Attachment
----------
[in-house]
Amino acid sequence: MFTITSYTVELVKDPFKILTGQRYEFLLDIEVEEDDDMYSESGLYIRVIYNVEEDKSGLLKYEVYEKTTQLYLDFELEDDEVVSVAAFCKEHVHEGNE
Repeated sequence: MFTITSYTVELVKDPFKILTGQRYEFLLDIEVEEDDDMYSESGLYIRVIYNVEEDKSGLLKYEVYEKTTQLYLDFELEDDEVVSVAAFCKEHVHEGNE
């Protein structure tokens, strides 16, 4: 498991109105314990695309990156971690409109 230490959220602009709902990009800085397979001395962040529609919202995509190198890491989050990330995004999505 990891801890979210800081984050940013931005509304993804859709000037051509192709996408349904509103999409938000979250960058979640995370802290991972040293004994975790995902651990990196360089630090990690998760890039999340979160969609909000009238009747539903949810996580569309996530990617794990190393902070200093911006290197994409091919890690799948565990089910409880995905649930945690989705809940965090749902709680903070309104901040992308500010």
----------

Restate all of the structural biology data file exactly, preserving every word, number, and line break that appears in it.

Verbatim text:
[in-house]
Amino acid sequence: MFTITSYTVELVKDPFKILTGQRYEFLLDIEVEEDDDMYSESGLYIRVIYNVEEDKSGLLKYEVYEKTTQLYLDFELEDDEVVSVAAFCKEHVHEGNE
Repeated sequence: MFTITSYTVELVKDPFKILTGQRYEFLLDIEVEEDDDMYSESGLYIRVIYNVEEDKSGLLKYEVYEKTTQLYLDFELEDDEVVSVAAFCKEHVHEGNE
């Protein structure tokens, strides 16, 4: 498991109105314990695309990156971690409109 230490959220602009709902990009800085397979001395962040529609919202995509190198890491989050990330995004999505 990891801890979210800081984050940013931005509304993804859709000037051509192709996408349904509103999409938000979250960058979640995370802290991972040293004994975790995902651990990196360089630090990690998760890039999340979160969609909000009238009747539903949810996580569309996530990617794990190393902070200093911006290197994409091919890690799948565990089910409880995905649930945690989705809940965090749902709680903070309104901040992308500010």